In June 1791, the court decided the unpaid wages case in Godfrey Wainwood’s favor , but not before the jury attempted to deny satisfaction to all of the parties involved. In its verdict, the jury stated both that Robert was still a slave and that he belonged to a man in Virginia, thereby both invalidating Robert and Godfrey Wainwood’s initial contract and denying Godfrey Wainwood ownership of Robert. However, the judge threw out all portions of the verdict except the statement of Robert’s status as a slave; this revised verdict allowed Godfrey Wainwood to claim Robert as a slave. Robert was also ordered to pay Godfrey Wainwood for the legal fees he incurred as a result of the trial.
The Providence Abolition Society lawyers then appealed this verdict, but, before the case could be heard in the Superior Court, Robert and Godfrey Wainwood reached an agreement. According to the terms of this agreement, Robert would withdraw his demands for compensation from Wainwood, and that, in exchange, Wainwood give up his claim to ownership of Robert.
Like numerous other cases heard in Rhode Island Courts, the two cases Robert v. Godfrey Wainwood demonstrate that slavery in Rhode Island was not only challenged through broad legislative action but also through specific contests concerning particular individuals. Furthermore, these cases are notable because of Robert’s own agency in obtaining his freedom. In addition to running away from his Virginia master and later Godfrey Wainwood, Robert personally sought out the members of the Providence Abolition Society. After stealing his indenture papers and traveling to Providence, Robert sought out Moses Brown and Abolition Society members to tell them his story. Providence Abolition Society members then took on Robert’s case when he was arrested less than a week later. Without taking such initiative, Robert likely would not have received the legal assistance necessary to challenge his imprisonment or to bring Godfrey Wainwood to court.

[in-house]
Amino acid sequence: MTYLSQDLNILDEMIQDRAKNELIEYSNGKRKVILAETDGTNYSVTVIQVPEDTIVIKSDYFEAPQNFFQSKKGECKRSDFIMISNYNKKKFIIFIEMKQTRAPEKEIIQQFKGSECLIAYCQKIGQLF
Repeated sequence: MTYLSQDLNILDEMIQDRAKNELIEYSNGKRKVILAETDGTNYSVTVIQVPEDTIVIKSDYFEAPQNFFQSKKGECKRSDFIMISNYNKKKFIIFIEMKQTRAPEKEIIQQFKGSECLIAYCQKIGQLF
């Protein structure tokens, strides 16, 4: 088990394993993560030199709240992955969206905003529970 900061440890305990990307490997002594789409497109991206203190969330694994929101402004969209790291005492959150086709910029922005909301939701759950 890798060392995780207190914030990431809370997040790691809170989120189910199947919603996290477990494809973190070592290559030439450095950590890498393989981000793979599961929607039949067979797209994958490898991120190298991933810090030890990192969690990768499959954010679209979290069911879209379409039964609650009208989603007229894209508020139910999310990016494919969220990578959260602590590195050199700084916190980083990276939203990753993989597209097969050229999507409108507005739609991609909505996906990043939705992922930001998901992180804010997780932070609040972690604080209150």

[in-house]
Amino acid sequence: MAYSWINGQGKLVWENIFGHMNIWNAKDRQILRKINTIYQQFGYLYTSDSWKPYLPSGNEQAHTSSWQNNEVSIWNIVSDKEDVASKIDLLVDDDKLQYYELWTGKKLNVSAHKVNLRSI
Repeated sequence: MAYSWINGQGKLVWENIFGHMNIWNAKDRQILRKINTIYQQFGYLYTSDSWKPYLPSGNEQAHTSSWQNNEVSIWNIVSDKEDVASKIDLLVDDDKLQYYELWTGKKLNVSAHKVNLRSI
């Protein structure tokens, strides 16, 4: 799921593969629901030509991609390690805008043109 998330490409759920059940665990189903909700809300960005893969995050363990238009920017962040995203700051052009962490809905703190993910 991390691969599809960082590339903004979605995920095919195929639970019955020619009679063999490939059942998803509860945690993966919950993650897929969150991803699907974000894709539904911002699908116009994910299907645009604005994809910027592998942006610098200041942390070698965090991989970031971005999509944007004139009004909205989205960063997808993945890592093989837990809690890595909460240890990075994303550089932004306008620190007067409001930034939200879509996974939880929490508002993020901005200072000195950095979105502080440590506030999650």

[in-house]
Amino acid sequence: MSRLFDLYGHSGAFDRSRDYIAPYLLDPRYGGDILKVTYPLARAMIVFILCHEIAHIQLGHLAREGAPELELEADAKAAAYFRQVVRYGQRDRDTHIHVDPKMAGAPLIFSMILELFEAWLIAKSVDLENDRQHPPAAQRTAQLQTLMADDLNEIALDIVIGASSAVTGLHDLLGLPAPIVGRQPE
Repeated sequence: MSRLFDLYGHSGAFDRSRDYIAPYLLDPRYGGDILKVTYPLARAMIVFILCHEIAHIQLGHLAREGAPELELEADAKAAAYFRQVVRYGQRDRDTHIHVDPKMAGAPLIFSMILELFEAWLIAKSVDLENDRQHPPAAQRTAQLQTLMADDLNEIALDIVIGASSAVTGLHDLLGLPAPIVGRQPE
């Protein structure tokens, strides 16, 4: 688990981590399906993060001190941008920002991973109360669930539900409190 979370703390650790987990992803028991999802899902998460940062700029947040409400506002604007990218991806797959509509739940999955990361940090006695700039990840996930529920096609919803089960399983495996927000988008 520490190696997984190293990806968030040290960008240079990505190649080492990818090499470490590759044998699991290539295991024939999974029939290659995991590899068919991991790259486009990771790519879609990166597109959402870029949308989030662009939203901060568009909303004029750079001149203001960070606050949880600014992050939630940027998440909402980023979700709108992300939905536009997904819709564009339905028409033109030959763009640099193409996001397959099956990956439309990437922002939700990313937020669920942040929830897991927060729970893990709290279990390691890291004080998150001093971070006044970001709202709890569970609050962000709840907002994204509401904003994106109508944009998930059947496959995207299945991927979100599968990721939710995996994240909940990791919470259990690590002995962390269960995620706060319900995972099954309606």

Robert’s story also illuminates the tensions surrounding slavery and manumission. According to the 1781 contract, Godfrey Wainwood agreed that Robert would become free following a period of indentured servitude. Creating a specific process by which Robert would ultimately obtain his freedom, this contract can be seen as undermining Robert’s status as a slave. Yet, legally, a person is either a free or unfree person; no “in between” status exists. As such, Robert’s status as a slave repeatedly formed the basis of Godfrey Wainwood’s claims. In May 1789, Wainwood argued that Robert was “an apprentice…for a term as yet unexpired” in order to have him arrested as a runaway. This claim would indeed have legal merit if Robert’s indenture lasted for nine years (as asserted by Peleg Barker) rather than for seven years (as Robert insisted.) Similarly, at the Providence Court of Common Pleas in December 1789, Godfrey Wainwood again argued that Robert “was and still is a slave and not a free man” as part of his legal defense. Wainwood and his attorneys could simply have used such language in order to assert that Robert’s nine-year term of indenture had not yet ended and that Robert was still therefore an unfree person. Alternatively, in referencing Robert’s status on “the day of purchase of his aforesaid writ,” Wainwood and his attorneys may have been challenging the validity of the 1781 contract; as a slave, Robert would have lacked the right to sign contracts and therefore his contract with Wainwood would not have been legally binding. Regardless of which argument was made by Robert’s attorneys, this emphasis on Robert’s status as a slave demonstrates how slavery could exist and be invoked even once it was put on the road to ending.